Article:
Postoperative renal failure and insufficiency are important complications of operations that require thoracic aortic cross-clamping. Successful application of pharmacologic methods to protect renal function would be clinically useful. The ability of mannitol and dopamine to prevent renal dysfunction in a canine model of thoracic aortic cross-clamping was studied. Twenty animals were divided into four equal groups, and all underwent thoracic aortic cross-clamping for 60 minutes. An intra-aortic infusion of saline (control), mannitol, dopamine, or mannitol plus dopamine was started before, and contined during, the period of aortic occlusion. Glomerular filtration rate was significantly depressed 60 minutes after clamp release, and although there was some recovery in treated animals 150 minutes after clamp release, it remained significantly decreased (52% to 73% of baseline values, p < 0.01). Renal blood flow was significantly reduced 60 minutes after clamp release, and there was no recovery in any group at 150 minutes (38% to 56% of baseline values, p < 0.01). No significant differences in osmolar clearance or fractional excretion of sodium were evident between groups. These data reveal that the profound reductions in glomerular filtration and renal blood flow induced by thoracic aortic cross-clamping were not attenuated by mannitol or dopamine and suggest that efforts to protect renal function should be directed toward improving renal blood flow in the post-clamp period.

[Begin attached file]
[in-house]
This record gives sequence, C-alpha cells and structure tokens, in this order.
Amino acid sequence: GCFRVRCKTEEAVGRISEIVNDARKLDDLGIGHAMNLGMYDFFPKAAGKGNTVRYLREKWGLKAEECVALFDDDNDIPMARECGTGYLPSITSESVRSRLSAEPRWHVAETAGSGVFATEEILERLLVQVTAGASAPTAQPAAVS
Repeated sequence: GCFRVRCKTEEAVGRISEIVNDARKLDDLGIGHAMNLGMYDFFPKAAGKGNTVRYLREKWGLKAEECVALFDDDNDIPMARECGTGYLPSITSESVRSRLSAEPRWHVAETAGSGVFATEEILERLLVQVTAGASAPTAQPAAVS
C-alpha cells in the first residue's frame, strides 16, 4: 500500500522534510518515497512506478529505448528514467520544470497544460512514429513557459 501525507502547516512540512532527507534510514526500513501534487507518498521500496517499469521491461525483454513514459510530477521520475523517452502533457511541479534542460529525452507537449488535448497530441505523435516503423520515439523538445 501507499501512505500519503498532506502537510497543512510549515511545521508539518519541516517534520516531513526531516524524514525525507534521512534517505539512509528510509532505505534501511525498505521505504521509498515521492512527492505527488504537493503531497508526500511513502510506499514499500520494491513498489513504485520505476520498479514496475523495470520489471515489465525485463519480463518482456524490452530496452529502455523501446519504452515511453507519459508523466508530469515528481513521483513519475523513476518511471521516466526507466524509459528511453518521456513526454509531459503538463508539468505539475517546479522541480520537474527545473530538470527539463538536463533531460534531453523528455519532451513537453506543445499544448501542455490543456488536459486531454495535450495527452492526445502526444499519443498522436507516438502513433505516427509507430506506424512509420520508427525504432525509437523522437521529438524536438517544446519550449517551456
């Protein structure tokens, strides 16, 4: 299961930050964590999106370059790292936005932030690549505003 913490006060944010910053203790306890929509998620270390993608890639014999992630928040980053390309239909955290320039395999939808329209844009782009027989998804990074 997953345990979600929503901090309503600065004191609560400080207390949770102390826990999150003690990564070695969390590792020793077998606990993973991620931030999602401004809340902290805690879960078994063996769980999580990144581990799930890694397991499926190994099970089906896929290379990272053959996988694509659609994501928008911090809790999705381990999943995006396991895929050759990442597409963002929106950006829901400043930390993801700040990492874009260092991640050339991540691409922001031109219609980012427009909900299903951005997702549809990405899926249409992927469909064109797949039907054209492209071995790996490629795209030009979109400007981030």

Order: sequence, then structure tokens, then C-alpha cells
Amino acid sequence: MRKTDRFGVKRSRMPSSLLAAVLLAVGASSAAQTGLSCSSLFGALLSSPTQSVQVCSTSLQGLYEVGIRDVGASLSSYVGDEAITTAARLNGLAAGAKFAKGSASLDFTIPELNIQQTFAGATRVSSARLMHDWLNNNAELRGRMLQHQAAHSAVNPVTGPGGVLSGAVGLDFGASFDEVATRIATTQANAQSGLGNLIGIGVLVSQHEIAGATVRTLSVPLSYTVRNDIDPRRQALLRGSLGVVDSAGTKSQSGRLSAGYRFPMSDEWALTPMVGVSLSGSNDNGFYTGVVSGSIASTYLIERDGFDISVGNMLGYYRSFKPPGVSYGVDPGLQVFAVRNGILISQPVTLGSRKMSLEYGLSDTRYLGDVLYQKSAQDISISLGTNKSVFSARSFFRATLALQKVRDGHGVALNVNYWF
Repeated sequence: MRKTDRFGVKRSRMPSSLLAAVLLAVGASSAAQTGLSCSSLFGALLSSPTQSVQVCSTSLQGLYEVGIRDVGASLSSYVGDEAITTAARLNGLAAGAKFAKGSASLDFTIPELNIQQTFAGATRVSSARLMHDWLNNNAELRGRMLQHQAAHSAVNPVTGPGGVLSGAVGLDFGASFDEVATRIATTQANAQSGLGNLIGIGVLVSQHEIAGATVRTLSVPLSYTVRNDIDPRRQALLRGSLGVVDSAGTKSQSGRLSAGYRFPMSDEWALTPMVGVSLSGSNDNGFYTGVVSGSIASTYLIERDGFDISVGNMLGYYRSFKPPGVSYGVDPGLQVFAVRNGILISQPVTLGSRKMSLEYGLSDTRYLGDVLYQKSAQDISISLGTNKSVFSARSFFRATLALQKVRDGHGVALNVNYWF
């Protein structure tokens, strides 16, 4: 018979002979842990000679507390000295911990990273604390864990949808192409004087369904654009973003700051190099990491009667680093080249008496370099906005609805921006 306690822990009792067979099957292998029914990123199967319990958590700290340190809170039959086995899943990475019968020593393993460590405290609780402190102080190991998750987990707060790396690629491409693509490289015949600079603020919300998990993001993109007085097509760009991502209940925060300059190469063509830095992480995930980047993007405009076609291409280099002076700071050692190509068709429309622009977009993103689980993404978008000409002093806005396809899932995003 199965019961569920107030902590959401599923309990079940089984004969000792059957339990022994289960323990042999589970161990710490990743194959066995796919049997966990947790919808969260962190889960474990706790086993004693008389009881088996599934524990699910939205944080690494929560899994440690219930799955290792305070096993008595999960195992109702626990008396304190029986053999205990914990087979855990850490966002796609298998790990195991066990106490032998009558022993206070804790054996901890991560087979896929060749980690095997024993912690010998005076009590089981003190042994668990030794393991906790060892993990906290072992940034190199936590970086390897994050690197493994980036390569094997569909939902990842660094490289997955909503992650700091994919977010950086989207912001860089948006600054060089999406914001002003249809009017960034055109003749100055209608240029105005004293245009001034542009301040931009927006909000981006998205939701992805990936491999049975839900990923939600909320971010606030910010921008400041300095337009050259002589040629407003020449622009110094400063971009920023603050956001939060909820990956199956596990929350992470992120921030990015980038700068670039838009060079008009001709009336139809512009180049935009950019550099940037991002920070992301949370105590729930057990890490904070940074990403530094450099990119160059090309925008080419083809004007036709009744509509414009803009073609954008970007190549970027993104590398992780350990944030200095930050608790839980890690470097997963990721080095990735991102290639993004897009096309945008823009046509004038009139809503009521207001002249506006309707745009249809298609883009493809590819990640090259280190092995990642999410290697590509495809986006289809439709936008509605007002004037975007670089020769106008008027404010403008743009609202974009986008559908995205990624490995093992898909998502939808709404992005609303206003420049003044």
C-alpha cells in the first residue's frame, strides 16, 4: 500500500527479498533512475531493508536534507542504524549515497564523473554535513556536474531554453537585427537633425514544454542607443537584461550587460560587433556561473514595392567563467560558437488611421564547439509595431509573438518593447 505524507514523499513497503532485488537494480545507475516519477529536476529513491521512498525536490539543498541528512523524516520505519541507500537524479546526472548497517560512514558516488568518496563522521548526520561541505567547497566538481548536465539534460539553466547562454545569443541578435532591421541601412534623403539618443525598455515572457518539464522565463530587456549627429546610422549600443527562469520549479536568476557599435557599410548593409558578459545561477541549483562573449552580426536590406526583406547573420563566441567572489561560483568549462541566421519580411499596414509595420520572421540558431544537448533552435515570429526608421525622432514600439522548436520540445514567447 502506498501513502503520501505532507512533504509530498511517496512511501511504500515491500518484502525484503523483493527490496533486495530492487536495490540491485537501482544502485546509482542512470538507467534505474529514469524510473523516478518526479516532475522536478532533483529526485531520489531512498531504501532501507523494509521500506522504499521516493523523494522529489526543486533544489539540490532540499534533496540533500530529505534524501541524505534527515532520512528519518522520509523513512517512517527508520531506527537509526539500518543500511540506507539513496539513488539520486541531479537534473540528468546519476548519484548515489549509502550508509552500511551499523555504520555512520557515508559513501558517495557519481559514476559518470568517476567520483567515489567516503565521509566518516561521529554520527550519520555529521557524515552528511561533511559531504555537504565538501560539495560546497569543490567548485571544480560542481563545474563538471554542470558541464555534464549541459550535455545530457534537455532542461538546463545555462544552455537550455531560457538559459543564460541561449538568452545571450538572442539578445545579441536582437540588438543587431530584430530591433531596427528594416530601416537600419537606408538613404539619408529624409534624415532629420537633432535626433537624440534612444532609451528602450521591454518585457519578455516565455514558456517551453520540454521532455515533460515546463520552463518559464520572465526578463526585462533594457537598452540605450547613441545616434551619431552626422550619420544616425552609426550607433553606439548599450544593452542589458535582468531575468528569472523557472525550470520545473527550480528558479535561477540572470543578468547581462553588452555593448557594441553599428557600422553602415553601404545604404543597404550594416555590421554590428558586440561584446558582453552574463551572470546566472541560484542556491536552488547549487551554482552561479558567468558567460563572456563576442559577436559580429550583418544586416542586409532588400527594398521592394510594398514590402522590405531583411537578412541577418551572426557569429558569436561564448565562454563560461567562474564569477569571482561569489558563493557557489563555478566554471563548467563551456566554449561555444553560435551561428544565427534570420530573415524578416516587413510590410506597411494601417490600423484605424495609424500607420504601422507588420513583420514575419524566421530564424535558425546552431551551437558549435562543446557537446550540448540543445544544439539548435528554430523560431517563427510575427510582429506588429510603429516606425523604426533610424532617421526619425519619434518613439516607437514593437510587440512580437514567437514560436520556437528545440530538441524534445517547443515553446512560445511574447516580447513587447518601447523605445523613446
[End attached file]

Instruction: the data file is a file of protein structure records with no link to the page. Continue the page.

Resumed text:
ASJC Scopus subject areas
- Pulmonary and Respiratory Medicine
- Cardiology and Cardiovascular Medicine